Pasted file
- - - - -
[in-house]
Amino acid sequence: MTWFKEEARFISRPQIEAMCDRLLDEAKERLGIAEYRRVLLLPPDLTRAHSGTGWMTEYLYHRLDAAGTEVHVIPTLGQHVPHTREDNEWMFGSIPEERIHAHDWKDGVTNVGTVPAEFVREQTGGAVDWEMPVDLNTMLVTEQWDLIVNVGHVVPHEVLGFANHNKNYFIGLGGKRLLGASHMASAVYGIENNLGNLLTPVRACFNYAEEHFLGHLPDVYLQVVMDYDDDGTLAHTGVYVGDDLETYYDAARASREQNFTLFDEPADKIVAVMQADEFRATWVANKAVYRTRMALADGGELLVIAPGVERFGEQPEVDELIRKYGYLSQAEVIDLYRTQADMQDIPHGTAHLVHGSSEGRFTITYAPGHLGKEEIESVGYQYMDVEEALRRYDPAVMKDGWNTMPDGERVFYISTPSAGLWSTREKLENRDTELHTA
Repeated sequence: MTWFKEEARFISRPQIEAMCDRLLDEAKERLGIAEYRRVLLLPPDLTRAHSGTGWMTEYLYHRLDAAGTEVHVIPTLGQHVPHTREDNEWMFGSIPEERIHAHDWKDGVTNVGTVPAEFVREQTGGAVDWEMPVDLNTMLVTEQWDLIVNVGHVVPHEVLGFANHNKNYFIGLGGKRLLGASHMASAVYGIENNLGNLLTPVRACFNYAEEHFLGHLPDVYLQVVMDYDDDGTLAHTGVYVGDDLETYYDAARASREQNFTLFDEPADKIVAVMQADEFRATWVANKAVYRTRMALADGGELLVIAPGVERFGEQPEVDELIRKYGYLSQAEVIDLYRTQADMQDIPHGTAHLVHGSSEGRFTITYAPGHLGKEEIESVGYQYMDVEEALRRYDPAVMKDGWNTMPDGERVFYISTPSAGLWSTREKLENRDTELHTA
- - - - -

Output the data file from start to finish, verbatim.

[in-house]
Amino acid sequence: MTWFKEEARFISRPQIEAMCDRLLDEAKERLGIAEYRRVLLLPPDLTRAHSGTGWMTEYLYHRLDAAGTEVHVIPTLGQHVPHTREDNEWMFGSIPEERIHAHDWKDGVTNVGTVPAEFVREQTGGAVDWEMPVDLNTMLVTEQWDLIVNVGHVVPHEVLGFANHNKNYFIGLGGKRLLGASHMASAVYGIENNLGNLLTPVRACFNYAEEHFLGHLPDVYLQVVMDYDDDGTLAHTGVYVGDDLETYYDAARASREQNFTLFDEPADKIVAVMQADEFRATWVANKAVYRTRMALADGGELLVIAPGVERFGEQPEVDELIRKYGYLSQAEVIDLYRTQADMQDIPHGTAHLVHGSSEGRFTITYAPGHLGKEEIESVGYQYMDVEEALRRYDPAVMKDGWNTMPDGERVFYISTPSAGLWSTREKLENRDTELHTA
Repeated sequence: MTWFKEEARFISRPQIEAMCDRLLDEAKERLGIAEYRRVLLLPPDLTRAHSGTGWMTEYLYHRLDAAGTEVHVIPTLGQHVPHTREDNEWMFGSIPEERIHAHDWKDGVTNVGTVPAEFVREQTGGAVDWEMPVDLNTMLVTEQWDLIVNVGHVVPHEVLGFANHNKNYFIGLGGKRLLGASHMASAVYGIENNLGNLLTPVRACFNYAEEHFLGHLPDVYLQVVMDYDDDGTLAHTGVYVGDDLETYYDAARASREQNFTLFDEPADKIVAVMQADEFRATWVANKAVYRTRMALADGGELLVIAPGVERFGEQPEVDELIRKYGYLSQAEVIDLYRTQADMQDIPHGTAHLVHGSSEGRFTITYAPGHLGKEEIESVGYQYMDVEEALRRYDPAVMKDGWNTMPDGERVFYISTPSAGLWSTREKLENRDTELHTA